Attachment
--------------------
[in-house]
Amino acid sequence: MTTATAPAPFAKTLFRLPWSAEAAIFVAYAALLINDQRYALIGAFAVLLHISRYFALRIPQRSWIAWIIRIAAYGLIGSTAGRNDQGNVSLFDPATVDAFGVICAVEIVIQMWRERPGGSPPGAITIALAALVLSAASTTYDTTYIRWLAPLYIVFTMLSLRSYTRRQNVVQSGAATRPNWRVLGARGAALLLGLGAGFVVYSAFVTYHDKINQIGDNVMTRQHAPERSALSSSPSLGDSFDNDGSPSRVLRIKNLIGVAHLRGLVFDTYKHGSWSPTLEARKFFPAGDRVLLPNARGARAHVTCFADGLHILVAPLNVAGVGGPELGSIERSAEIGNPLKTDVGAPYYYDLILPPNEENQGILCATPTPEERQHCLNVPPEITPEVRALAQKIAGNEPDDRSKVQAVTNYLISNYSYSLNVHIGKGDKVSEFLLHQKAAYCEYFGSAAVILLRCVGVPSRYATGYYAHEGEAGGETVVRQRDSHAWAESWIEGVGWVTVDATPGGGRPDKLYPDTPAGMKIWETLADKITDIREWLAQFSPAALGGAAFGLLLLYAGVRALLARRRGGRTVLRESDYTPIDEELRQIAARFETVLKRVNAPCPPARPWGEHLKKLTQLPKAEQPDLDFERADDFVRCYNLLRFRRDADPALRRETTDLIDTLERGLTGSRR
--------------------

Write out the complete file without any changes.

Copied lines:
[in-house]
Amino acid sequence: MTTATAPAPFAKTLFRLPWSAEAAIFVAYAALLINDQRYALIGAFAVLLHISRYFALRIPQRSWIAWIIRIAAYGLIGSTAGRNDQGNVSLFDPATVDAFGVICAVEIVIQMWRERPGGSPPGAITIALAALVLSAASTTYDTTYIRWLAPLYIVFTMLSLRSYTRRQNVVQSGAATRPNWRVLGARGAALLLGLGAGFVVYSAFVTYHDKINQIGDNVMTRQHAPERSALSSSPSLGDSFDNDGSPSRVLRIKNLIGVAHLRGLVFDTYKHGSWSPTLEARKFFPAGDRVLLPNARGARAHVTCFADGLHILVAPLNVAGVGGPELGSIERSAEIGNPLKTDVGAPYYYDLILPPNEENQGILCATPTPEERQHCLNVPPEITPEVRALAQKIAGNEPDDRSKVQAVTNYLISNYSYSLNVHIGKGDKVSEFLLHQKAAYCEYFGSAAVILLRCVGVPSRYATGYYAHEGEAGGETVVRQRDSHAWAESWIEGVGWVTVDATPGGGRPDKLYPDTPAGMKIWETLADKITDIREWLAQFSPAALGGAAFGLLLLYAGVRALLARRRGGRTVLRESDYTPIDEELRQIAARFETVLKRVNAPCPPARPWGEHLKKLTQLPKAEQPDLDFERADDFVRCYNLLRFRRDADPALRRETTDLIDTLERGLTGSRR